Biden may scrap choice for Federal Communications Commission

The White House may finally be looking to throw in the towel on Gigi Sohn.

The Biden administration’s controversial choice to fill an open seat on the Federal Communications Commission has been in Senate confirmation limbo for months, failing to garner enough support to allow Vice President Kamala Harris to cast the tie-breaking vote.

The confirmation hurdle Sohn faces isn’t just the GOP in a 50-50 Senate. Her far-left positions have spooked moderate Democrats running in tight races in this year’s midterms who continue to balk at casting a “yes” vote for Sohn, thus forcing the White House to keep her nomination on ice.

Georgetown University Law Institute for Technology Law and Policy fellow Gigi Sohn testifies before the House Judiciary Committee’s Antitrust, Commercial and Administrative Law Subcommittee in the Rayburn House Office Building on Capitol Hill in Wash (Chip Somodevilla/Getty Images / Getty Images)

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In recent weeks, at the urging of progressive advocates of Sohn, the White House has been discussing possibly pushing the vote until after the midterms, which might give the wavering Dems cover to vote for her confirmation in a lame duck session, Fox Business has reported.

But amid that discussion, the White House is also reaching out to other candidates as part of an early-stage vetting process if the administration decides to pull the plug on Sohn, according to one person with direct knowledge of the matter.

It’s unclear if the White House will go through with pursuing another candidate, people with knowledge of the matter say. The FCC is deadlocked 2-2 between GOP and Democratic appointees.

If the White House doesn’t pick a candidate soon and the GOP takes the Senate, the deadlock could remain for the extent of President Biden’s term, thwarting telecommunication policy, including a reprise of net neutrality, which essentially treats internet providers as utilities.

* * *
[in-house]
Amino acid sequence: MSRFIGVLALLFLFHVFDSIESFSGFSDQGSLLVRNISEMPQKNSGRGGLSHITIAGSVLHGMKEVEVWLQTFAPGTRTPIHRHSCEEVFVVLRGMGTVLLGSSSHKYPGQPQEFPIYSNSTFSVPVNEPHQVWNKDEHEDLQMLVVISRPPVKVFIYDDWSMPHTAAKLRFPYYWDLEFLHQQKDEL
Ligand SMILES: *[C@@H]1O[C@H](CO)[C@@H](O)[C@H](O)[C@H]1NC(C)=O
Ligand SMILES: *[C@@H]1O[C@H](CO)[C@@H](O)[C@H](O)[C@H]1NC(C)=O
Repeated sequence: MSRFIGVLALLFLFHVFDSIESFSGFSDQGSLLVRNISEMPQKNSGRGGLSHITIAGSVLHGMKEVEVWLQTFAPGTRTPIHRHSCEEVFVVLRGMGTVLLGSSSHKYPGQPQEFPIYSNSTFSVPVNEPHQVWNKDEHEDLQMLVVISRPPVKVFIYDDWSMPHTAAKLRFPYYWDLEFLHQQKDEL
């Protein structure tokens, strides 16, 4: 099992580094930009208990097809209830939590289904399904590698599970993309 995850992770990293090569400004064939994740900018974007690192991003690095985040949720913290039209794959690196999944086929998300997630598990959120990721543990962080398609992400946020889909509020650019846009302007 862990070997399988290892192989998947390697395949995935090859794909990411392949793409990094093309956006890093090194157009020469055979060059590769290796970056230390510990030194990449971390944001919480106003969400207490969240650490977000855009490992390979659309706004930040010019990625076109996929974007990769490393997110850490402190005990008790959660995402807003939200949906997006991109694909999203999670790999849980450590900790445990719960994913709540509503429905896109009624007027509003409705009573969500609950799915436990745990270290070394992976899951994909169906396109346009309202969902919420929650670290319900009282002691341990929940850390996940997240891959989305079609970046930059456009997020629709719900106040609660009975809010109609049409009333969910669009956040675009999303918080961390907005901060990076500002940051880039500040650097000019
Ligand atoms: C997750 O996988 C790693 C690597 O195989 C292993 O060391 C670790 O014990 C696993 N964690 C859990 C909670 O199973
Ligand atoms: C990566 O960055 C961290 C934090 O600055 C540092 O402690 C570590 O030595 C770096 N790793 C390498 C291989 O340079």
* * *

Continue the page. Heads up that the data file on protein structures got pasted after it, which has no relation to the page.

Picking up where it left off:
The White House and Sohn had no comment.

“It’s not clear who will win this one,” said one FCC official speaking on the condition of anonymity. “The White House clearly wants the majority on the FCC, but the radicals clearly want Gigi in there.”

Sohn is a darling of the progressive left, given her long career and positions as a telecom advocate, government official and academic. She enjoys the support of liberal stalwarts such as Massachusetts Sen. Elizabeth Warren.

(Photo by Mandel Ngan-Pool/Getty Images)

Sen. Elizabeth Warren, D-Mass., speaks during a Senate Finance Committee hearing in Washington on Oct. 19, 2021. (Photo by Mandel Ngan-Pool/Getty Images / Getty Images)

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During the Obama administration, Sohn was one of the chief architects of net neutrality, a cornerstone of progressive telecom policy, which was reversed by the free-market types who ran the FCC under former President Donald Trump.

The Biden administration has vowed to reinstall net neutrality if it can get a majority of votes on the FCC.

But getting that majority with Sohn has been an uphill battle, given some of her controversial positions on telecom policies and other issues. For example, she has attacked Fox News as a threat to democracy and said right-leaning broadcaster Sinclair might not be qualified for an FCC license, raising doubts about whether she can follow administrative law as a primarily impartial FCC commission.

Her troubles grew more acute earlier in the year after the Fraternal Order of Police, the nation’s largest policy advocacy group, announced its opposition to Sohn over a series of tweets in which she appeared to support defunding the police.

The police group opposes Sohn’s nomination because her “social media, public policy stances, and employment history have indicated serious animus towards law enforcement officers and the rule of law.”

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With that, Democratic Sens. Mark Kelly of Arizona and Catherine Cortez-Masto of Nevada — both running in tight midterm races — are said to have told the White House they couldn’t vote for Sohn. That prompted the White House to weigh pushing the nomination through after the midterms even as it has begun vetting other candidates, these people say.

Press officials for Kelly and Cortez-Masto had no comment.